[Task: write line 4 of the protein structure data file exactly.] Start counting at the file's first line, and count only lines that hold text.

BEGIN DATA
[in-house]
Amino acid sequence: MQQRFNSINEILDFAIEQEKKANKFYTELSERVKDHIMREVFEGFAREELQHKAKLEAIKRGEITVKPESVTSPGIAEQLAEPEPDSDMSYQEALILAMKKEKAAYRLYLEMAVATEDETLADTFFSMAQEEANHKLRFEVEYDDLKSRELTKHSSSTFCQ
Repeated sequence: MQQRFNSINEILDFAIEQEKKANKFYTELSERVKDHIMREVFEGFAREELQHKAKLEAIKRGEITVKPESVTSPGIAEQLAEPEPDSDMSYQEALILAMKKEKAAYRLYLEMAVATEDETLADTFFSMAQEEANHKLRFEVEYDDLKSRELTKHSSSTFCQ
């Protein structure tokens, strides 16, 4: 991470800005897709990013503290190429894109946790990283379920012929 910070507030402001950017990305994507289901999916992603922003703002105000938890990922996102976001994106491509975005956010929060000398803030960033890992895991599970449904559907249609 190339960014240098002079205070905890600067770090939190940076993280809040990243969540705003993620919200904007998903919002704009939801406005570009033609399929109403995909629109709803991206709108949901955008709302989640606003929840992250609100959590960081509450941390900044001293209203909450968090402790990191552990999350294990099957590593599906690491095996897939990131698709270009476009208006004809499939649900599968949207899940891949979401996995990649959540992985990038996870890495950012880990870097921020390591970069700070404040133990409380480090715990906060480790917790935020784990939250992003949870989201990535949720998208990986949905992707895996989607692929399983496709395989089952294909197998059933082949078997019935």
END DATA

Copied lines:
């Protein structure tokens, strides 16, 4: 991470800005897709990013503290190429894109946790990283379920012929 910070507030402001950017990305994507289901999916992603922003703002105000938890990922996102976001994106491509975005956010929060000398803030960033890992895991599970449904559907249609 190339960014240098002079205070905890600067770090939190940076993280809040990243969540705003993620919200904007998903919002704009939801406005570009033609399929109403995909629109709803991206709108949901955008709302989640606003929840992250609100959590960081509450941390900044001293209203909450968090402790990191552990999350294990099957590593599906690491095996897939990131698709270009476009208006004809499939649900599968949207899940891949979401996995990649959540992985990038996870890495950012880990870097921020390591970069700070404040133990409380480090715990906060480790917790935020784990939250992003949870989201990535949720998208990986949905992707895996989607692929399983496709395989089952294909197998059933082949078997019935």